December 9, 2011

Eating right in cycling is really important, more so if you’re in training, and crucial for racing. It’s remained a mystery to me, but then again I never looked at it closely till now. Long story short, I’m definitely not eating enough, evident in the past when I’d bonk, a term to describe when you’ve completely run out of fuel, and suffering because of it. Nothing’s worse than running on empty with 10 miles to go. I’ve learned my lesson and remain hyper-aware of how much I eat before and during a ride, more so now that I’ve increased my hours on the bike. Now I don’t go anywhere without having had a proper breakfast of either granola or oatmeal with bananas and a little coffee. Before I’d skip it completely and pay the consequences.

I started counting calories, and it’s interesting to learn how much is in everything you eat, how certain foods have more than others, and which things are just plain bad for you. To keep track of calories I’m using an iPhone app called MyFitnessPal, which is pretty good so far. It has a barcode scanner that automatically finds the product and it’s calorie count, however for home made meals it’s a bit more difficult since you have to break it down per ingredient. On average I expend between 4000-5000 calories, depending on the ride, which is more than twice on any given day I don’t work out.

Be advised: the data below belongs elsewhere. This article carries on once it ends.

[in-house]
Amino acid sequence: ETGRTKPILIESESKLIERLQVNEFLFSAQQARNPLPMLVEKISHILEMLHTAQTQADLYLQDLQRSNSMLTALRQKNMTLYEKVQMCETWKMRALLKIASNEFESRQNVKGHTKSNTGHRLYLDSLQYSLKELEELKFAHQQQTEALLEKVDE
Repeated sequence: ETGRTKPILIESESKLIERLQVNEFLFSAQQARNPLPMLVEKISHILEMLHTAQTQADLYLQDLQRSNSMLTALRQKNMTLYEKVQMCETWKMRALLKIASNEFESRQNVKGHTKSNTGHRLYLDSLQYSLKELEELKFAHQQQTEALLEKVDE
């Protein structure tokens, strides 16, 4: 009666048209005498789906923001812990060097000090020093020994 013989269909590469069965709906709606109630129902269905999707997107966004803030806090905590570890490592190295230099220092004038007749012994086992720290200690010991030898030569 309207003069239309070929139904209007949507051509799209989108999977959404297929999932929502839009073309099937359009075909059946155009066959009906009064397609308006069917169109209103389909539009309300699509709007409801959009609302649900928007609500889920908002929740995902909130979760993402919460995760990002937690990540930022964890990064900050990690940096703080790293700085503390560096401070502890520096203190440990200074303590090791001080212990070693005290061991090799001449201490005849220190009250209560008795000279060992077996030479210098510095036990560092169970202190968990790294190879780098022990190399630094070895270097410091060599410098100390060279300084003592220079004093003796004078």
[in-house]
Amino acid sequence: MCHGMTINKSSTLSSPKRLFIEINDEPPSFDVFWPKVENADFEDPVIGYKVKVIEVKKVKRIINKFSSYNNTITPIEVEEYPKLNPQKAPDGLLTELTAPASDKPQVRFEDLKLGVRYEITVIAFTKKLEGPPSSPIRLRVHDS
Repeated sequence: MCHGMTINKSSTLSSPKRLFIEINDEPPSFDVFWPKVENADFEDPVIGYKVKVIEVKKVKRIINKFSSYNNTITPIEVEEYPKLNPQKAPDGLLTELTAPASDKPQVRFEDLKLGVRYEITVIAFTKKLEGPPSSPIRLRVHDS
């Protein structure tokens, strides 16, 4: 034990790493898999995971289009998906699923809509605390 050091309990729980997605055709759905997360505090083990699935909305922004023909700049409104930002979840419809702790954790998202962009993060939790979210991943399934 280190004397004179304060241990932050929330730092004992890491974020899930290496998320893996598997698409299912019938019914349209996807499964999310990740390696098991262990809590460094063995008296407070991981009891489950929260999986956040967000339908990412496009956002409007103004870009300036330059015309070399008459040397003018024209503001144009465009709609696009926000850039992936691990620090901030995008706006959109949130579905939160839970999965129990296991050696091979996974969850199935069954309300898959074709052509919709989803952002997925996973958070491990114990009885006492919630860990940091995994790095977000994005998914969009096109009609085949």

The problem I’m running into now is that I find it hard to build an appetite. Despite eating at least five or more meals a day I’m still coming up short. The other issue I’m figuring out is finding the best things to eat that take little to no time to prepare, as I’m usually consumed with work during the day. I’ve often wondered about protein powders and weight gaining formulas, but that stuff really freaks me out. I’d rather do it naturally and with simple foods. It’s tricky because I want to stay relatively light weight and gain strength at the same time. I recently purchased this cook book by Dr. Allen Lim and chef Biju Thomas called The Feedzone Cookbook. I haven’t made anything from it yet since I’ve been traveling so much lately, but it looks promising.

The month ahead looks to be brutal. Not only is the weather beginning to get colder I start power intervals for the first time. These are basically sets of all-out sprints for a couple of minutes at a time over 20 minutes. This means I really have to have my daily nutrition under control if I’m to survive this training block. Luckily I love to eat and live in a great city for it.

Andy on 12/16/11

When I was training in Seattle I used a riding journal. That’s how I was able to select food that helped me stay on the bike. When you push hard for 12 hours or more you really have to have your food selection down. I also used my watch to beep every 10 to 20 minute as a reminder to eat and drink.

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